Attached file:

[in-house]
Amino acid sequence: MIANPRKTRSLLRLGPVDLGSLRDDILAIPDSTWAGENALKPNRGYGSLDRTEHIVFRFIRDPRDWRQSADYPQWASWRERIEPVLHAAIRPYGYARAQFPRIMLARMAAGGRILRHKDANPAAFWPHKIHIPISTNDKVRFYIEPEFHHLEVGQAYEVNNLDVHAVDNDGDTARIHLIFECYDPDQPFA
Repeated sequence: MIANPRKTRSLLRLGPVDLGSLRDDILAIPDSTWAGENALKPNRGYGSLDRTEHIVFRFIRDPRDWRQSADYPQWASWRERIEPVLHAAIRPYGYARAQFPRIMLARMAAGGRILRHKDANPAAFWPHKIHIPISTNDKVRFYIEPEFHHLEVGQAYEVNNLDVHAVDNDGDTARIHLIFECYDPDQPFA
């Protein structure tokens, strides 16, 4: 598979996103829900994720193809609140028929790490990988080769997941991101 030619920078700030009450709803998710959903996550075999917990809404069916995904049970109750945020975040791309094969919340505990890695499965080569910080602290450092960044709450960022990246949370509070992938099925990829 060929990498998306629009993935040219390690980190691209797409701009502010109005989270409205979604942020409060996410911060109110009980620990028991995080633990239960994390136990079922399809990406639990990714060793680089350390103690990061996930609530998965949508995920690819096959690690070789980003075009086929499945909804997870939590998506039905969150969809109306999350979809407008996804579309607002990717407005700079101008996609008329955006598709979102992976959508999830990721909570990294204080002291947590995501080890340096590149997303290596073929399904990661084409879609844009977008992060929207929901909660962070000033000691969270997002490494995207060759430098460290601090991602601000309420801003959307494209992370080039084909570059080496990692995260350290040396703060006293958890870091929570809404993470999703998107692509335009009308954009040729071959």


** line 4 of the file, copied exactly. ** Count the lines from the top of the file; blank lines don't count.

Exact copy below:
């Protein structure tokens, strides 16, 4: 598979996103829900994720193809609140028929790490990988080769997941991101 030619920078700030009450709803998710959903996550075999917990809404069916995904049970109750945020975040791309094969919340505990890695499965080569910080602290450092960044709450960022990246949370509070992938099925990829 060929990498998306629009993935040219390690980190691209797409701009502010109005989270409205979604942020409060996410911060109110009980620990028991995080633990239960994390136990079922399809990406639990990714060793680089350390103690990061996930609530998965949508995920690819096959690690070789980003075009086929499945909804997870939590998506039905969150969809109306999350979809407008996804579309607002990717407005700079101008996609008329955006598709979102992976959508999830990721909570990294204080002291947590995501080890340096590149997303290596073929399904990661084409879609844009977008992060929207929901909660962070000033000691969270997002490494995207060759430098460290601090991602601000309420801003959307494209992370080039084909570059080496990692995260350290040396703060006293958890870091929570809404993470999703998107692509335009009308954009040729071959």